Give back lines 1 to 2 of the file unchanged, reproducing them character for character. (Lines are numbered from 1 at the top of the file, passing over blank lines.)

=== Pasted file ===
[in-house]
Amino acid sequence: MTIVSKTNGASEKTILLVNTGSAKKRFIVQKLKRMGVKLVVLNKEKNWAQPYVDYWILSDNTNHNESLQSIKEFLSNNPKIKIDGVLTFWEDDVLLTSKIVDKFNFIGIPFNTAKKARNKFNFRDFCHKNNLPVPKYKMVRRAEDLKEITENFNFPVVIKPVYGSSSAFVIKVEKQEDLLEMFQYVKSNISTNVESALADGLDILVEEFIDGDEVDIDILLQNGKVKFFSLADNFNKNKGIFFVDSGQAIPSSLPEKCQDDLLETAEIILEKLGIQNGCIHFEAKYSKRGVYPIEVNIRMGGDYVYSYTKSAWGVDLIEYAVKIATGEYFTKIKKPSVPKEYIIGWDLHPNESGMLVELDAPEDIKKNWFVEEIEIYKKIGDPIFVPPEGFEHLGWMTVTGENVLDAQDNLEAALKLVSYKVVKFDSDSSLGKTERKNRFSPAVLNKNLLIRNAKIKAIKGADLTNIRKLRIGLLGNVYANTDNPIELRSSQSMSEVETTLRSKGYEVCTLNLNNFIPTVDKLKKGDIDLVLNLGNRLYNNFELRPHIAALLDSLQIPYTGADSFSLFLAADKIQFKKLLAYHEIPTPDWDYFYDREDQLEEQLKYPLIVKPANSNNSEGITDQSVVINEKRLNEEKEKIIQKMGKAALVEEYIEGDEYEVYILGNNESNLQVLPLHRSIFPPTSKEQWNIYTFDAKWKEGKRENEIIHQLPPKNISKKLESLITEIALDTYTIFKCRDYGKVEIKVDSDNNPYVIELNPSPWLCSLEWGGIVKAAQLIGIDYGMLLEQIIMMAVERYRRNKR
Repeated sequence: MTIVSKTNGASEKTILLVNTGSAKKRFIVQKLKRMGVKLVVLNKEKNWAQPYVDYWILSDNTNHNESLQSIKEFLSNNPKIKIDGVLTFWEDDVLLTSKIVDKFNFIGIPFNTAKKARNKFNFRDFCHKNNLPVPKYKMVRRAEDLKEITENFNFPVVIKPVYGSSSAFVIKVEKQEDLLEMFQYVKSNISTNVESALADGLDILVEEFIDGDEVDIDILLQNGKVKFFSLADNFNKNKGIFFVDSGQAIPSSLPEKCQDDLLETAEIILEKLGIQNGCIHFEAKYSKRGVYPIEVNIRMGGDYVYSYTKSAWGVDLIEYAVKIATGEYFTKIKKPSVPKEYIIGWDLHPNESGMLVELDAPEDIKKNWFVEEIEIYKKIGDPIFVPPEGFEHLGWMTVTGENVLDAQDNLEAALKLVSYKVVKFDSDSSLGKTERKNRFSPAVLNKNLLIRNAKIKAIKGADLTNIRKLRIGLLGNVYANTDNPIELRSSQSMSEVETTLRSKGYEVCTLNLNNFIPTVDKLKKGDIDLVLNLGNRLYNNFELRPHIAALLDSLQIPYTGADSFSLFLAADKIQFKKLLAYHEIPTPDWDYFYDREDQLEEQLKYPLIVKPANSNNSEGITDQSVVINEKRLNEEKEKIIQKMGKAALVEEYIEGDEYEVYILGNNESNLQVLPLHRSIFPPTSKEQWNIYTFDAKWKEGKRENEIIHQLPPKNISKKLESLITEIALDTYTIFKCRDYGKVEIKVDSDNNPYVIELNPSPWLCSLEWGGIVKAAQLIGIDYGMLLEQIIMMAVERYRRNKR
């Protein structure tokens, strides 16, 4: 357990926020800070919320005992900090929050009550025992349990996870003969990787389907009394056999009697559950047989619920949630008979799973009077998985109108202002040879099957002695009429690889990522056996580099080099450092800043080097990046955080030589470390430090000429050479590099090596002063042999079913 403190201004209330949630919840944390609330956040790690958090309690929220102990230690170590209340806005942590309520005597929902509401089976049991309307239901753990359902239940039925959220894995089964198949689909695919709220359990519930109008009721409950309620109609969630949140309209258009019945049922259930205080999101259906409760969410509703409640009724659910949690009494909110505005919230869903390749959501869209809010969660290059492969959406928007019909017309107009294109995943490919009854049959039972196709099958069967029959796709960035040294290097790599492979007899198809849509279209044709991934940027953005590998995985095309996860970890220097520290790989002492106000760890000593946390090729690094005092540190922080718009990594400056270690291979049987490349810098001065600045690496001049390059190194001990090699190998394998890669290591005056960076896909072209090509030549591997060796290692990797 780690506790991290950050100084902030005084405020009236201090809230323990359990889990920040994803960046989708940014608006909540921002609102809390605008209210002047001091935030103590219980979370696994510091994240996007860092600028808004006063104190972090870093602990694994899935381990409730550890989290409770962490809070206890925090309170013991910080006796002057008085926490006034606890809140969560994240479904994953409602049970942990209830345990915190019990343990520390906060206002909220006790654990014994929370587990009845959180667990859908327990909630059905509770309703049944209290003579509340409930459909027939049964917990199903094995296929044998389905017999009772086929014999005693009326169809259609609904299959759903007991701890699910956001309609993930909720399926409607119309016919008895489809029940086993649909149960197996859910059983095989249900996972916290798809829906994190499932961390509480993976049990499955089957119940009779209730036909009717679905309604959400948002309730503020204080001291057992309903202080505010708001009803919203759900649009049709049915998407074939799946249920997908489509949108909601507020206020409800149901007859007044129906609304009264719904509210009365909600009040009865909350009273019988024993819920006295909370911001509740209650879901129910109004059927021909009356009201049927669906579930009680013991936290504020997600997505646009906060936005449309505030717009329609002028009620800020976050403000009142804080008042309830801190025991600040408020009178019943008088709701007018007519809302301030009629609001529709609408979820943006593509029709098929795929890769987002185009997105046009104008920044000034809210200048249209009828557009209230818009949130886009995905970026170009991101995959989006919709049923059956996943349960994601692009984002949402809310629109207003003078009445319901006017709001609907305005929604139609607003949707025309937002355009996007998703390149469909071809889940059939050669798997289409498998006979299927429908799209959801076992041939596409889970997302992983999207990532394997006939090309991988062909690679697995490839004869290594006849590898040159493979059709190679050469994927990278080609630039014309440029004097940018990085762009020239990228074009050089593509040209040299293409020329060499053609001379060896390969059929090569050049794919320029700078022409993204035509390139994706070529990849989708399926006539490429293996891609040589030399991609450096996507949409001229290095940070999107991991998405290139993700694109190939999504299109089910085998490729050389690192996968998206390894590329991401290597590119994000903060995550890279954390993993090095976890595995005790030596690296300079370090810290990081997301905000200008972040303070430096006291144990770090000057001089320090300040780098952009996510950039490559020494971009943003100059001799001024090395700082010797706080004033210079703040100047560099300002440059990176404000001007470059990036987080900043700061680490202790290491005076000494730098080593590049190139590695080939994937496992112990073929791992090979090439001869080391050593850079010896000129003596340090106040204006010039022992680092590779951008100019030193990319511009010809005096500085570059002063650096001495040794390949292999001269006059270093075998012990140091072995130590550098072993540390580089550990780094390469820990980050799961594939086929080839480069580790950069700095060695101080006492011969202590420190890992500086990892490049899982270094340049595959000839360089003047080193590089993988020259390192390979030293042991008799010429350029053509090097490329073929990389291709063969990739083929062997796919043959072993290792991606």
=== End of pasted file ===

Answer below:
[in-house]
Amino acid sequence: MTIVSKTNGASEKTILLVNTGSAKKRFIVQKLKRMGVKLVVLNKEKNWAQPYVDYWILSDNTNHNESLQSIKEFLSNNPKIKIDGVLTFWEDDVLLTSKIVDKFNFIGIPFNTAKKARNKFNFRDFCHKNNLPVPKYKMVRRAEDLKEITENFNFPVVIKPVYGSSSAFVIKVEKQEDLLEMFQYVKSNISTNVESALADGLDILVEEFIDGDEVDIDILLQNGKVKFFSLADNFNKNKGIFFVDSGQAIPSSLPEKCQDDLLETAEIILEKLGIQNGCIHFEAKYSKRGVYPIEVNIRMGGDYVYSYTKSAWGVDLIEYAVKIATGEYFTKIKKPSVPKEYIIGWDLHPNESGMLVELDAPEDIKKNWFVEEIEIYKKIGDPIFVPPEGFEHLGWMTVTGENVLDAQDNLEAALKLVSYKVVKFDSDSSLGKTERKNRFSPAVLNKNLLIRNAKIKAIKGADLTNIRKLRIGLLGNVYANTDNPIELRSSQSMSEVETTLRSKGYEVCTLNLNNFIPTVDKLKKGDIDLVLNLGNRLYNNFELRPHIAALLDSLQIPYTGADSFSLFLAADKIQFKKLLAYHEIPTPDWDYFYDREDQLEEQLKYPLIVKPANSNNSEGITDQSVVINEKRLNEEKEKIIQKMGKAALVEEYIEGDEYEVYILGNNESNLQVLPLHRSIFPPTSKEQWNIYTFDAKWKEGKRENEIIHQLPPKNISKKLESLITEIALDTYTIFKCRDYGKVEIKVDSDNNPYVIELNPSPWLCSLEWGGIVKAAQLIGIDYGMLLEQIIMMAVERYRRNKR